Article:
MANILA, Philippines (June 1 2012) - Malacañang will not block Sen. Miriam Defensor-Santiago’s assumption of her International Criminal Court (ICC) judgeship and in fact indicated that the executive supports her despite an online petition seeking the reconsideration or rejection of her election.
“That’s a private initiative. I did see it on the news... and that will be up to them because we nominated Sen. Miriam Defensor Santiago,” deputy presidential spokesperson Abigail Valte said.
“It’s a free country, the senator’s verdict should be respected in the same way that the opinion of the other people should also be respected,” Valte said.
She said the nomination had been borne out of the record of the senator and that the government did push for Santiago and “she’s already there.”
“I think it should end there... She has been accepted, she will be assuming her post –I’m not sure if within the year – but that is something that is already done,” Valte said.
She added there was no truth to reports that the administration would strike back at the senators who did not vote for the conviction of chief justice Renato Corona.
Valte said it would be up to Santiago to decide when to assume her post because she wanted to finish the impeachment proceedings. “That was upon her own request to defer her oath taking and her assumption of duty... Her only reason given was that she wanted to finish the trial,” she said.
The petition addressed to the ICC said: “We have taken the liberty of writing to you on behalf of concerned Filipino organizations and individuals in the Philippines and overseas who subscribe to and actively advocate the goal of competent, honest and progressive governance of our homeland.
“We are respectfully bringing to your attention a serious matter that affects the image and reputation of the Philippines and, potentially, the image and reputation of the International Criminal Court,” it said.
The petition said as an independent court that “tries persons accused of the most serious crimes of international concern, namely, genocide, crimes against humanity and war crimes, and as a court committed to the observance of the highest standards of fairness and due process, we respectfully assume that you require those you have elected to your roster of judges to meet the most stringent standards.”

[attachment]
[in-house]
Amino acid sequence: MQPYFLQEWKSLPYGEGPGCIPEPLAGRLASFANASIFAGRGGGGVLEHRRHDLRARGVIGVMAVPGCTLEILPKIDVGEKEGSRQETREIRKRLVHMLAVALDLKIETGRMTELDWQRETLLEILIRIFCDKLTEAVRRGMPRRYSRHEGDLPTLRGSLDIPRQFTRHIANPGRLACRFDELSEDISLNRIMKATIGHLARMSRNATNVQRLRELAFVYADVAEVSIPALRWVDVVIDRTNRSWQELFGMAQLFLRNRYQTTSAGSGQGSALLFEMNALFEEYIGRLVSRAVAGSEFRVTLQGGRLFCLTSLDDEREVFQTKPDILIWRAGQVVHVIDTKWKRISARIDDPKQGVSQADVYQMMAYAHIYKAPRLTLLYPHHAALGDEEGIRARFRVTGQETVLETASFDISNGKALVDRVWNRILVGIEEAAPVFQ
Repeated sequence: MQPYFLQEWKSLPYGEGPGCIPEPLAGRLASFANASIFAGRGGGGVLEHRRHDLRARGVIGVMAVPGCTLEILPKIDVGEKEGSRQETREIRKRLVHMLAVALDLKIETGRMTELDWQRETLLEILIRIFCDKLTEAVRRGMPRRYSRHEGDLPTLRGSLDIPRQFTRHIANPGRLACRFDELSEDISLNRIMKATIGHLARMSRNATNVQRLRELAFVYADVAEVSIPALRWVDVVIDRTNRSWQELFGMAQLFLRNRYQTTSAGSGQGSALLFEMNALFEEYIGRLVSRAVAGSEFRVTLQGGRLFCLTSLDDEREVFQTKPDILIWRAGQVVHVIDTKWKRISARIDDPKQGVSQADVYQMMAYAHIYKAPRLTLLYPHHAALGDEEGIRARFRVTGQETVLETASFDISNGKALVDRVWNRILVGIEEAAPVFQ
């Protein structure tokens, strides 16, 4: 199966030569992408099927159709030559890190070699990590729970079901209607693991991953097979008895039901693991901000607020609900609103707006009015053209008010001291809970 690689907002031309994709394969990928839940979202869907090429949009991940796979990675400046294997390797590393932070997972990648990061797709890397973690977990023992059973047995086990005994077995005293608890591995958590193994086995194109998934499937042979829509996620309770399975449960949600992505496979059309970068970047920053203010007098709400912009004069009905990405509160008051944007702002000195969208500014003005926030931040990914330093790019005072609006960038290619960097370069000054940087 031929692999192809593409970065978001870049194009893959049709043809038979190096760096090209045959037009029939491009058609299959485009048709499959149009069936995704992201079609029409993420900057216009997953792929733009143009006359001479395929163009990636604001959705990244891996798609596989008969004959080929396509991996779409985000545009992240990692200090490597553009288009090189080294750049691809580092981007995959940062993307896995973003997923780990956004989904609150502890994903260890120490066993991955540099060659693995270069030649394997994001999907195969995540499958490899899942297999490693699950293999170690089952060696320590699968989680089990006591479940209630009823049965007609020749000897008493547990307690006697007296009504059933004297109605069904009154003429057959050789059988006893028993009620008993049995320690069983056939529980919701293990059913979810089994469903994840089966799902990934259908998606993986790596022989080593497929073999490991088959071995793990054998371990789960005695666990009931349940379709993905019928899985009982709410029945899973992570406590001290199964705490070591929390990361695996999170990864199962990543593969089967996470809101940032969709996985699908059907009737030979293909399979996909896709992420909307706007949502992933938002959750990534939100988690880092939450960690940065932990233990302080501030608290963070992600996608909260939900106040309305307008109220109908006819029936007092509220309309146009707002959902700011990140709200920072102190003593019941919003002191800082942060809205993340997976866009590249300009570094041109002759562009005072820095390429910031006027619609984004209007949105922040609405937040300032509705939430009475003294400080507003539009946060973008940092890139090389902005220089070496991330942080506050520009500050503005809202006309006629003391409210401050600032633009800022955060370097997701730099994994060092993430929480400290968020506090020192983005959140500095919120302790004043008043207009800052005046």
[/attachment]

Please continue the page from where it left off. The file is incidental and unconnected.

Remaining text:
In addition to mastery of international jurisprudence and forensic skills, the petition stated “we assume that you also require a sound mind, emotional and psychological stability, unsullied integrity and incorruptibility, as well as patience, civility and impeccable decorum.”
“We submit that a person who is emotionally or psychologically unstable, prone to fits of uncontrollable rage, lacking in patience and empathy, ruthless with the feelings of fellow human beings, bereft of civility and uncaring about decorum does not deserve a place in your honorable court,” it said. “We further submit that an individual who has admitted to having publicly lied and who has demonstrated partiality, prejudice, lack of principles and questionable integrity as a public official does not deserve to be a judge, much less a judge of the International Criminal Court,” the petition added.
In this regard, the petitioners said they “regret to inform” the ICC that such an undeserving individual like Santiago had been elected to the ICC, in a lapse of good judgment on the part of the Philippine government.
“We are bringing this matter to your attention for fear that you may construe her uncivilized behavior and her loose ethics as epitomizing the Filipino people. While, ironically, it should be a source of pride for Filipinos to have one of our own elected to your honorable court, we are embarrassed by the ill-considered nomination of Sen. Miriam Defensor-Santiago. Far from representing the best of us, she typifies the worst. We fear that her presence in the International Criminal Court will make us the laughing stock of the world,” the petition said.
“While it is entirely your prerogative to determine how to deal with Senator Defensor-Santiago, in light of these revelations, we respectfully submit that the onus will also be on your collective heads should she, as a judge of the International Criminal Court, display the kind of boorish and bizarre behavior that has been her trademark in the Philippine Senate and in other public fora. We, therefore, respectfully submit that a reconsideration of her election to the International Criminal Court is called for and that her nomination be rejected upon reconsideration,” the petition read.